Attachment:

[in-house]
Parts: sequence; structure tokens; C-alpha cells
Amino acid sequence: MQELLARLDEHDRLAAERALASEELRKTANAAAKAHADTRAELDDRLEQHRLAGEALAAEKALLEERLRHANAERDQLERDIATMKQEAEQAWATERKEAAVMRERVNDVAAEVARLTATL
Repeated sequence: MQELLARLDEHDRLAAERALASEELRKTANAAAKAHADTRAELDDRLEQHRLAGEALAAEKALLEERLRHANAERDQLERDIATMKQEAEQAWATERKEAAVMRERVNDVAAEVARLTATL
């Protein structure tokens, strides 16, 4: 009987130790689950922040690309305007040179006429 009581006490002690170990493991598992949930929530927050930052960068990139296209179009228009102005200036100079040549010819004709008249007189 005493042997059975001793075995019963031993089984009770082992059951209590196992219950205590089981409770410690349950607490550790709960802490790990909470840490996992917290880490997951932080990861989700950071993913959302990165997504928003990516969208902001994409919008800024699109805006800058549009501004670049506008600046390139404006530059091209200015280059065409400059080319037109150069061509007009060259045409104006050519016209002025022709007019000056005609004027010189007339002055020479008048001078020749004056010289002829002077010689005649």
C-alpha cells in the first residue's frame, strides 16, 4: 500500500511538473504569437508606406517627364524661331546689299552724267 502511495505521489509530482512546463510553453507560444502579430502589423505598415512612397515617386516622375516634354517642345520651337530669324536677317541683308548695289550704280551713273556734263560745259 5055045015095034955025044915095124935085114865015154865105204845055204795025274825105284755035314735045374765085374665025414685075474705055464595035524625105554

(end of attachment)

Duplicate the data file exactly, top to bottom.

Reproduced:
[in-house]
Parts: sequence; structure tokens; C-alpha cells
Amino acid sequence: MQELLARLDEHDRLAAERALASEELRKTANAAAKAHADTRAELDDRLEQHRLAGEALAAEKALLEERLRHANAERDQLERDIATMKQEAEQAWATERKEAAVMRERVNDVAAEVARLTATL
Repeated sequence: MQELLARLDEHDRLAAERALASEELRKTANAAAKAHADTRAELDDRLEQHRLAGEALAAEKALLEERLRHANAERDQLERDIATMKQEAEQAWATERKEAAVMRERVNDVAAEVARLTATL
């Protein structure tokens, strides 16, 4: 009987130790689950922040690309305007040179006429 009581006490002690170990493991598992949930929530927050930052960068990139296209179009228009102005200036100079040549010819004709008249007189 005493042997059975001793075995019963031993089984009770082992059951209590196992219950205590089981409770410690349950607490550790709960802490790990909470840490996992917290880490997951932080990861989700950071993913959302990165997504928003990516969208902001994409919008800024699109805006800058549009501004670049506008600046390139404006530059091209200015280059065409400059080319037109150069061509007009060259045409104006050519016209002025022709007019000056005609004027010189007339002055020479008048001078020749004056010289002829002077010689005649």
C-alpha cells in the first residue's frame, strides 16, 4: 500500500511538473504569437508606406517627364524661331546689299552724267 502511495505521489509530482512546463510553453507560444502579430502589423505598415512612397515617386516622375516634354517642345520651337530669324536677317541683308548695289550704280551713273556734263560745259 5055045015095034955025044915095124935085114865015154865105204845055204795025274825105284755035314735045374765085374665025414685075474705055464595035524625105554